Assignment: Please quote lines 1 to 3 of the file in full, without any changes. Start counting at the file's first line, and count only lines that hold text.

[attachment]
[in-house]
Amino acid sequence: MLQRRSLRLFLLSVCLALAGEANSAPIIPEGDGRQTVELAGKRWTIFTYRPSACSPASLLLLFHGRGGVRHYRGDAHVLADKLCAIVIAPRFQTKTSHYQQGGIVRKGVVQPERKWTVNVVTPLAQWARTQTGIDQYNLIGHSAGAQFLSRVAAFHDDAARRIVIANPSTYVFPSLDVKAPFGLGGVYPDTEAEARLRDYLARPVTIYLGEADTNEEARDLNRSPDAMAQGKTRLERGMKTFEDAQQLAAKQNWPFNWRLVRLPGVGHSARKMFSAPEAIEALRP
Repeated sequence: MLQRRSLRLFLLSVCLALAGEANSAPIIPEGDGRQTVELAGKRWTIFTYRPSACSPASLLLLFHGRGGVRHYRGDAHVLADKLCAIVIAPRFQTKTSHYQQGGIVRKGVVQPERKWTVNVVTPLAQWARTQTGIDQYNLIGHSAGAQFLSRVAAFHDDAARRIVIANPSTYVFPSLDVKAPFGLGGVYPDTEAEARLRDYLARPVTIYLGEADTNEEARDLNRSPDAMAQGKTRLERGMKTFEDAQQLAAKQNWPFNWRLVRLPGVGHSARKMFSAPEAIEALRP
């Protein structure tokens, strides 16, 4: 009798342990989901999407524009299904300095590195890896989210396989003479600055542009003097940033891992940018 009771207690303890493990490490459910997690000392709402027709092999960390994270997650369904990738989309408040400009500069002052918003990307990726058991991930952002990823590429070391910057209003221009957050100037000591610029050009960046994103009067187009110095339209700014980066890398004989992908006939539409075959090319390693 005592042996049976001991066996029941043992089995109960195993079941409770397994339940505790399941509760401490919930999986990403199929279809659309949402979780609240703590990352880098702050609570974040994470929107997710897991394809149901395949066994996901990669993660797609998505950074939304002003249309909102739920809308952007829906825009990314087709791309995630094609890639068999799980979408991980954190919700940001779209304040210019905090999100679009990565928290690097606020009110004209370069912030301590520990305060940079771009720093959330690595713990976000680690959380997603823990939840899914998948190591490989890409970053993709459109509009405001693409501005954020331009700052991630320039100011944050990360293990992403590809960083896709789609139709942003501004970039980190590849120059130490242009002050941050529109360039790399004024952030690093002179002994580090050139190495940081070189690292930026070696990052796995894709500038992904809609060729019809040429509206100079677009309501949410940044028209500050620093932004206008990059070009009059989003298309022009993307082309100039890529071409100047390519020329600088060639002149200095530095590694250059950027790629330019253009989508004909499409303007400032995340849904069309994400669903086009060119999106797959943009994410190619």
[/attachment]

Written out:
[in-house]
Amino acid sequence: MLQRRSLRLFLLSVCLALAGEANSAPIIPEGDGRQTVELAGKRWTIFTYRPSACSPASLLLLFHGRGGVRHYRGDAHVLADKLCAIVIAPRFQTKTSHYQQGGIVRKGVVQPERKWTVNVVTPLAQWARTQTGIDQYNLIGHSAGAQFLSRVAAFHDDAARRIVIANPSTYVFPSLDVKAPFGLGGVYPDTEAEARLRDYLARPVTIYLGEADTNEEARDLNRSPDAMAQGKTRLERGMKTFEDAQQLAAKQNWPFNWRLVRLPGVGHSARKMFSAPEAIEALRP
Repeated sequence: MLQRRSLRLFLLSVCLALAGEANSAPIIPEGDGRQTVELAGKRWTIFTYRPSACSPASLLLLFHGRGGVRHYRGDAHVLADKLCAIVIAPRFQTKTSHYQQGGIVRKGVVQPERKWTVNVVTPLAQWARTQTGIDQYNLIGHSAGAQFLSRVAAFHDDAARRIVIANPSTYVFPSLDVKAPFGLGGVYPDTEAEARLRDYLARPVTIYLGEADTNEEARDLNRSPDAMAQGKTRLERGMKTFEDAQQLAAKQNWPFNWRLVRLPGVGHSARKMFSAPEAIEALRP